I was there in 2015 when Shedd provided assistance with the rescue and rehabilitation of 102 internationally protected juvenile arapaima that were confiscated at O’Hare International Airport in Chicago following an attempted illegal importation. And, I was there in 2014 and 2016, respectively, when we welcomed Shedd’s youngest sea otters, Luna and Ellie, after both were found stranded on beaches in California just weeks old and rescued by Monterey Bay Aquarium.

While just a few, these are some of Shedd’s most memorable rescue stories from the past few years. Shedd’s history of helping animals in need, however, has been going on for decades. Our most notable rescue efforts occurred in 1989 when the Exxon Valdez oil tanker ran aground, oiling and injuring hundreds of sea otters. In addition to sending help, Shedd was also able to adopt four non-releasable sea otter pups from the spill.

Since then, Shedd has been in service to partner organizations around the globe who are on the ground and in the water, day in and day out, assisting animals in need. Whether the organizations’ needs are boots on the ground or hands in the hospital, our team is prepared to travel from coasts to continents. This team of animal care experts makes up Shedd’s Animal Response Team.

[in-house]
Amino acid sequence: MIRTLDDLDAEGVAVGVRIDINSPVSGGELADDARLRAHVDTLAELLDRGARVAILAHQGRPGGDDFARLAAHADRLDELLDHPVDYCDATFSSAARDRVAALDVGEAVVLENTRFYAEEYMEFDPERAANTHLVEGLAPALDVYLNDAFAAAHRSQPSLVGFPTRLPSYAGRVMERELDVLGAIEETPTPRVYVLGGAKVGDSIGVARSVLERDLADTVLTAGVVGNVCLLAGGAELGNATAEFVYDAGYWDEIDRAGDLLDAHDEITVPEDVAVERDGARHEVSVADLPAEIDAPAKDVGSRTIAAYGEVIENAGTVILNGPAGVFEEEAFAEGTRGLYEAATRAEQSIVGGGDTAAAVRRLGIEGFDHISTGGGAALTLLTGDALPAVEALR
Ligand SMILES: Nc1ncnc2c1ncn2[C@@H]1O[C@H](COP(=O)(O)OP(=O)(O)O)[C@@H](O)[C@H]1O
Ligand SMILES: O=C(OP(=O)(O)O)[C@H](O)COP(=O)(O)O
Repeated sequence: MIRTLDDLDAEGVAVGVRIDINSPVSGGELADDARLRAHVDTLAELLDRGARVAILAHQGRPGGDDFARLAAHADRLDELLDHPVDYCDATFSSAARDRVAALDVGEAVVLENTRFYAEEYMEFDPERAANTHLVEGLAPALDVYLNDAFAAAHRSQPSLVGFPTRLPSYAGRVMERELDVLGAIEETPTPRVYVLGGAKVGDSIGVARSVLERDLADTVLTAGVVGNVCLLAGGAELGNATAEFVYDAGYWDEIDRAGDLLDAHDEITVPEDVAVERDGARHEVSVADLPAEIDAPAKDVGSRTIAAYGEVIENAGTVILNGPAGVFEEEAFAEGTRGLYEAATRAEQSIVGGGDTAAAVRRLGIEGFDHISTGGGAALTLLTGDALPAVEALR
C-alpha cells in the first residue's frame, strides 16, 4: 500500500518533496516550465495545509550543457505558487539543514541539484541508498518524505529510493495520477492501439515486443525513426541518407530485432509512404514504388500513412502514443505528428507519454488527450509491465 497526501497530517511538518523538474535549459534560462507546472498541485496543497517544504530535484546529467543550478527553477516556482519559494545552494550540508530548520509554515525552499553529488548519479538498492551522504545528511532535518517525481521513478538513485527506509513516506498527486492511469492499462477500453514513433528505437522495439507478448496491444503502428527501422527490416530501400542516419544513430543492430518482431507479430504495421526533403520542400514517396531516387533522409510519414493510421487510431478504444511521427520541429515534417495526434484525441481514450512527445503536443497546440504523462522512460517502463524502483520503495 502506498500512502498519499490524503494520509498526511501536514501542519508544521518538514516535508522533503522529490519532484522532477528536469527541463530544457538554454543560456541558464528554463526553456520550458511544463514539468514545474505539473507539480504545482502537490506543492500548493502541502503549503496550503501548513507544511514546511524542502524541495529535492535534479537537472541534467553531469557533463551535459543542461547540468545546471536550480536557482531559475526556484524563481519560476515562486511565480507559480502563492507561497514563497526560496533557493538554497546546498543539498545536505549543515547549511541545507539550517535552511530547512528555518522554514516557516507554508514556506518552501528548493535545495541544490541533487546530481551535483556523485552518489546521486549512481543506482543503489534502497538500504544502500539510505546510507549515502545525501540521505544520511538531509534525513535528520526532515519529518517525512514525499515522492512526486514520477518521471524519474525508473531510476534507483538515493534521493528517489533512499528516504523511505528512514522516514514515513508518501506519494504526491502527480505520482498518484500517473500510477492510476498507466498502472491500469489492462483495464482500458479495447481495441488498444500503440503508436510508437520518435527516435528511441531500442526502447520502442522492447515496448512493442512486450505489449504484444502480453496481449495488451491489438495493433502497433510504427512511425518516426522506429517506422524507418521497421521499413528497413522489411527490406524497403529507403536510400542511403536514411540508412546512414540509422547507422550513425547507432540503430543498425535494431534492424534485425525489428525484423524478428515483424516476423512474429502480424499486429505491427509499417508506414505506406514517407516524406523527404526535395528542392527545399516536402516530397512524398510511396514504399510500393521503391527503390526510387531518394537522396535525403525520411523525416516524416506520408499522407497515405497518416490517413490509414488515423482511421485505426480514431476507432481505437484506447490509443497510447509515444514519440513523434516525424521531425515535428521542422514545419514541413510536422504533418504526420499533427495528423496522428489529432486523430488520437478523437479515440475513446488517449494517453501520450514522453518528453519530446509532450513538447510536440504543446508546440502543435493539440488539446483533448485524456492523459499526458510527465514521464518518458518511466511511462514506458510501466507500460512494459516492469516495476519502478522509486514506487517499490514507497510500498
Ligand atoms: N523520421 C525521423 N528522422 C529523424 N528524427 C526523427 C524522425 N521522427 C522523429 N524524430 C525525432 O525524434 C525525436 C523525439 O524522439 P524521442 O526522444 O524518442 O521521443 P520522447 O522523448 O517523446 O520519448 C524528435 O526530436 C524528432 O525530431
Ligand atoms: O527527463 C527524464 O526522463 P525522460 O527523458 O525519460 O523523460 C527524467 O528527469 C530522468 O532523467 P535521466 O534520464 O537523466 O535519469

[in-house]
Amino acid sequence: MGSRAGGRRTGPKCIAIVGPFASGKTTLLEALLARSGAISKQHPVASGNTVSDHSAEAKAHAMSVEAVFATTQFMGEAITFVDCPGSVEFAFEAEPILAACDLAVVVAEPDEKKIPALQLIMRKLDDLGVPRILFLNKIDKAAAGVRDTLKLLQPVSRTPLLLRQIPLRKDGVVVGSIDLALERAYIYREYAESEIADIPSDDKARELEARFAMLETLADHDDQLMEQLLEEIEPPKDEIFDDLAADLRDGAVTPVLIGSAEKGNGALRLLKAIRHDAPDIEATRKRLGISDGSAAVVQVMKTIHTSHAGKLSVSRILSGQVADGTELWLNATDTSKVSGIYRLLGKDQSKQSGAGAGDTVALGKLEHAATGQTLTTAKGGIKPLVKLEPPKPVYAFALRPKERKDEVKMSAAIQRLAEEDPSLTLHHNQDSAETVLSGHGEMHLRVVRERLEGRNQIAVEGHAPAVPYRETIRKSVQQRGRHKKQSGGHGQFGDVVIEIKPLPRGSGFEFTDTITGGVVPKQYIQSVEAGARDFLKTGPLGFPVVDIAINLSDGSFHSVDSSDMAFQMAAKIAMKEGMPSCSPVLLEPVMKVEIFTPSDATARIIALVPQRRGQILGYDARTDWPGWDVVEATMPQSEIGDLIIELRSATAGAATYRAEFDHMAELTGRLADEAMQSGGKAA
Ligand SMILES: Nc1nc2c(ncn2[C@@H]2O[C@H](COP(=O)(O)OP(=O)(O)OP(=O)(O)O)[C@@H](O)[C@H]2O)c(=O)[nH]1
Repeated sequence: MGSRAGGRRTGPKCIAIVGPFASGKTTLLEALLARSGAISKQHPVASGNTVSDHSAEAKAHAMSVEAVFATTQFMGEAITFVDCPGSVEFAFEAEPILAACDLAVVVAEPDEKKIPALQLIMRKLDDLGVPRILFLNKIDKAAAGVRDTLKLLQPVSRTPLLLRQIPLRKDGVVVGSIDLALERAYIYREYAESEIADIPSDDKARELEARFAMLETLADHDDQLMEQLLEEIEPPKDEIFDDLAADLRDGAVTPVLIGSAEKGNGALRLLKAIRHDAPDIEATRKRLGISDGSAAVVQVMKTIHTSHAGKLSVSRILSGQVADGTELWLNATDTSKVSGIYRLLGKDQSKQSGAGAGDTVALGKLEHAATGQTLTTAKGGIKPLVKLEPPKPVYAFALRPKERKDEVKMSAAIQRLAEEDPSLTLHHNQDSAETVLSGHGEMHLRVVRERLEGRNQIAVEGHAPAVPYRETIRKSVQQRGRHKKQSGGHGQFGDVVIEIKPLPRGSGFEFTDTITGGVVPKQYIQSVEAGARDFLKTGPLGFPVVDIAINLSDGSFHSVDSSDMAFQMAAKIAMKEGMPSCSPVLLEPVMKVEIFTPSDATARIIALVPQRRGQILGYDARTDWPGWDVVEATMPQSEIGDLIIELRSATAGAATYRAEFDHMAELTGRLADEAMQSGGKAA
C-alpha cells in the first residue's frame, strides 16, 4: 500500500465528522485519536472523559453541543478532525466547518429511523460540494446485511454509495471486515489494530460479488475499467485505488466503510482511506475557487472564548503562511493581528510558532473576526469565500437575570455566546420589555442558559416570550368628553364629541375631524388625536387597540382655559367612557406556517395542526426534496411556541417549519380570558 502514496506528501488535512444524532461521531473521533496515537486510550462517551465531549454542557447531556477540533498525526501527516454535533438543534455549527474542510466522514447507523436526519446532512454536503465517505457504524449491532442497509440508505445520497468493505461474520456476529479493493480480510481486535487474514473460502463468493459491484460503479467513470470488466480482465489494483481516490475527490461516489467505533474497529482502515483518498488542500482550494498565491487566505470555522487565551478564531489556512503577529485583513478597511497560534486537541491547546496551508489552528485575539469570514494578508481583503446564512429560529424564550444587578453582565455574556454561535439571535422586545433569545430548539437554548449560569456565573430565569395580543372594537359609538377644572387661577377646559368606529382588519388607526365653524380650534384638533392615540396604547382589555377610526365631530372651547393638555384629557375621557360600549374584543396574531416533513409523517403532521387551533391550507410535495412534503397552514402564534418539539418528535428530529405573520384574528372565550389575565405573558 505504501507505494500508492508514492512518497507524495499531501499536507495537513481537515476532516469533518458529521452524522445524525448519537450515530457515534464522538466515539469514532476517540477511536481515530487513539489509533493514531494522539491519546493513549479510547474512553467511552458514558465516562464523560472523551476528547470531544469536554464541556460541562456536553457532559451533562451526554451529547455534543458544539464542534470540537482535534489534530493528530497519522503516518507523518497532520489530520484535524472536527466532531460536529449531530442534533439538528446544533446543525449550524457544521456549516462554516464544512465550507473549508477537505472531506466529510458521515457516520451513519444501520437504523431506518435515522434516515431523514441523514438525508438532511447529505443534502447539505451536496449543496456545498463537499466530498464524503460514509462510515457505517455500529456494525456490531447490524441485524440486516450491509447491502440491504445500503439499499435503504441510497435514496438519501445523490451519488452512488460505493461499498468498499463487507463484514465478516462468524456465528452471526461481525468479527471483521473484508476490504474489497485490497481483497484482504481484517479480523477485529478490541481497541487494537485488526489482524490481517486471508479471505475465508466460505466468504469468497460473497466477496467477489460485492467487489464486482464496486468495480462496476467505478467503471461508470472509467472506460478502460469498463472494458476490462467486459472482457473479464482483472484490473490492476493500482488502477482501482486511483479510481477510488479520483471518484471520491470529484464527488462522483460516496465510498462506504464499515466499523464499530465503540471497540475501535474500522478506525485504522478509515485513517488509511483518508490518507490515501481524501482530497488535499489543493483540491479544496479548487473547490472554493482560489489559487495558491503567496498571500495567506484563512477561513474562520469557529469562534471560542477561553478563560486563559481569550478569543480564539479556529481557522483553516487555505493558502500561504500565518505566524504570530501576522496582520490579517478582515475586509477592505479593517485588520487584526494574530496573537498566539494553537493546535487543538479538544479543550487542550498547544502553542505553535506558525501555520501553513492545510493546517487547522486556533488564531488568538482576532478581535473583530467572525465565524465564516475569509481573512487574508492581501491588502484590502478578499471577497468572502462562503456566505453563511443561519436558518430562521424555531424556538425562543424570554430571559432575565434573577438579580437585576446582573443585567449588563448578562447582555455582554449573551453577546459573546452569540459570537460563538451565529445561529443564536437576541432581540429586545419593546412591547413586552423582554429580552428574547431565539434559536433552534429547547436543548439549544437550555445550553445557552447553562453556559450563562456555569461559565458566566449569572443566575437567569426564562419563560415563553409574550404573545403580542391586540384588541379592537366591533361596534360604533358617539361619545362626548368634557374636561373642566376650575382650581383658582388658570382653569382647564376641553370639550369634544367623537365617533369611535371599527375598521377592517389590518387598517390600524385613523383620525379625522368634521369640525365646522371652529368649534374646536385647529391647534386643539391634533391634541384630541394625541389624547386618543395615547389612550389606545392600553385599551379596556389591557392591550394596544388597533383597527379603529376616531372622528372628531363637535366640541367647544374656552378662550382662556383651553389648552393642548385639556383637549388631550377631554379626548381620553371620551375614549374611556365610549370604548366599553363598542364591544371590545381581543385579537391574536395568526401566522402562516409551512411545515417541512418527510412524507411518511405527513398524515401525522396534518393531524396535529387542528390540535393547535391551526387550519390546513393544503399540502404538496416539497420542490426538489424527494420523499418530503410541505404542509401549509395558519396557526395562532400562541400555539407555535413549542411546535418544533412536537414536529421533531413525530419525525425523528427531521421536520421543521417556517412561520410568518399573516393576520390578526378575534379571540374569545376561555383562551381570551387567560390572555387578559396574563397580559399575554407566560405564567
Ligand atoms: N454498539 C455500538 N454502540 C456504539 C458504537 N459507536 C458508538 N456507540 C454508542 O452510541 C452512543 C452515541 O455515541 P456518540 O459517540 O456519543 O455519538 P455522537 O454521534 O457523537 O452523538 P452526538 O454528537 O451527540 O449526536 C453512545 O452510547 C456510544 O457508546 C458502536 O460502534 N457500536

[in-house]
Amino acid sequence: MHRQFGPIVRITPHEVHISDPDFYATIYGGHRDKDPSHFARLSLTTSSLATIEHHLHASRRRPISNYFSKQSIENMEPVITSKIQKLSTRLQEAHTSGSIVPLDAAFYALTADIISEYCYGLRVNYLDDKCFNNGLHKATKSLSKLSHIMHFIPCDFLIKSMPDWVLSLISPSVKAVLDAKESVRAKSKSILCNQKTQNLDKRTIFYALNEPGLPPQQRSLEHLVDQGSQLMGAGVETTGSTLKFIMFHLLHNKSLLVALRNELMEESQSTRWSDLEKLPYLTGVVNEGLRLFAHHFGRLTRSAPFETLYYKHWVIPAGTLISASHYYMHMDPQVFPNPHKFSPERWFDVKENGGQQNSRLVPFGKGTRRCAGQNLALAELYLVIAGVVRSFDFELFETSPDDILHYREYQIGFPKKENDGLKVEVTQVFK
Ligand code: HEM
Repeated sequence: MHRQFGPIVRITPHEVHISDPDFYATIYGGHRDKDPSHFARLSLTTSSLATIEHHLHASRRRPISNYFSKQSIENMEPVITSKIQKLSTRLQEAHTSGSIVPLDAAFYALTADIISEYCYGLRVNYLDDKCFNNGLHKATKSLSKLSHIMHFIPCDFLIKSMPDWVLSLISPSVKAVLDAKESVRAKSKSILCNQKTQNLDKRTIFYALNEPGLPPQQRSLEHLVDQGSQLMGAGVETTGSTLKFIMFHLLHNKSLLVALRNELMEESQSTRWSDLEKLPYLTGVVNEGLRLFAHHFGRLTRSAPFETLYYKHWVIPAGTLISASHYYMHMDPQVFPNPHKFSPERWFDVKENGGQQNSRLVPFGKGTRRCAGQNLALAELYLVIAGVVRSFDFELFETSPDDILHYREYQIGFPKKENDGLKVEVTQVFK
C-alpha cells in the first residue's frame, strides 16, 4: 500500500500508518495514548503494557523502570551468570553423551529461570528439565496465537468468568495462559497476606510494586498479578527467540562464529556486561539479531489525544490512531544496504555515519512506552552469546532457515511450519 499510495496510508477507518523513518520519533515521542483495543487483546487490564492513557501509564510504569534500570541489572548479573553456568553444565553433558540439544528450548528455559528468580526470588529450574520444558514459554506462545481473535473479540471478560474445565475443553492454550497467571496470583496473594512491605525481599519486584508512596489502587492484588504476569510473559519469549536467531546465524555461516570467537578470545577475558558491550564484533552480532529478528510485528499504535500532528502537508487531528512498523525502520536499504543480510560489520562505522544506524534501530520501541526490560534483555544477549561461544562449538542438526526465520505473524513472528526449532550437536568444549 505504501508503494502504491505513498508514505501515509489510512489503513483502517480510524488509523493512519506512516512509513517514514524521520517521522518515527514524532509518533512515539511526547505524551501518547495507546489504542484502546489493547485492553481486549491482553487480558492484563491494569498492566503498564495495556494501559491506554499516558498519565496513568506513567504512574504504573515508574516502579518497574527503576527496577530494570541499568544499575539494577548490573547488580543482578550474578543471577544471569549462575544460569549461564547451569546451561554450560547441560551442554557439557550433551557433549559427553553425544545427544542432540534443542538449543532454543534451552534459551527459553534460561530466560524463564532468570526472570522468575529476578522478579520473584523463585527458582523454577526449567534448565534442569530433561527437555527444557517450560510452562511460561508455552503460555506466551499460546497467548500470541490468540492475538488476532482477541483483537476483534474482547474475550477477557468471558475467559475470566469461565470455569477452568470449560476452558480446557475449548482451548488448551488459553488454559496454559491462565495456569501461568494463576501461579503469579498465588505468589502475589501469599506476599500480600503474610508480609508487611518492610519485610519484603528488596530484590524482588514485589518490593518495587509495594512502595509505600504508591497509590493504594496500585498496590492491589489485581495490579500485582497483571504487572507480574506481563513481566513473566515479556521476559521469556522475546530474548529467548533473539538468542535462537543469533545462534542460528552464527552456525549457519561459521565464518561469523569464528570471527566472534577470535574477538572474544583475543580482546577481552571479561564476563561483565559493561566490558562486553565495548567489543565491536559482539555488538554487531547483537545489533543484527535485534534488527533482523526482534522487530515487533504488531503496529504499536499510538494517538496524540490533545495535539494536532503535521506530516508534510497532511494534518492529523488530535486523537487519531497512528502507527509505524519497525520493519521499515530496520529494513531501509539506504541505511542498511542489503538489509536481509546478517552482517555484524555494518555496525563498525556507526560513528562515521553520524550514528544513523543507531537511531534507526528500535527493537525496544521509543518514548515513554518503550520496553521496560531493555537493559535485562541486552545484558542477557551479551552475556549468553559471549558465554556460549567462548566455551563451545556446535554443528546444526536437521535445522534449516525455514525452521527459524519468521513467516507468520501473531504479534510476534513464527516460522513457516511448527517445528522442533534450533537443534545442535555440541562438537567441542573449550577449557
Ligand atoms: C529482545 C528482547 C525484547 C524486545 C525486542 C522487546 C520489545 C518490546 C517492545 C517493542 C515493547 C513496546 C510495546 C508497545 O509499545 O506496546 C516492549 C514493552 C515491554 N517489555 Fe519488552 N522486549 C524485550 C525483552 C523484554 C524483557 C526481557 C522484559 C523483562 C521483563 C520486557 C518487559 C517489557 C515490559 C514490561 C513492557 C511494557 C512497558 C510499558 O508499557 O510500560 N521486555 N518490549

Joining Forces with SANCCOB to Rescue Seabirds

African Penguins march in a single file line on beach front in Cape Town, South Africa.
Penguins March on Cape Town, South Africa beach (©Shedd Aquarium/Brenna Hernandez)

At a time when an alarming number of species around the world are facing critical threats produced by human activity such as overfishing, habitat degradation, plastic pollution and rising ocean temperatures, Shedd’s Animal Response Team has increased its support globally. Our next rescue and rehabilitation efforts this year bring members of our Animal Response Team to Cape Town, South Africa to provide resources and support to the Southern African Foundation for the Conservation of Coastal Birds (SANCCOB).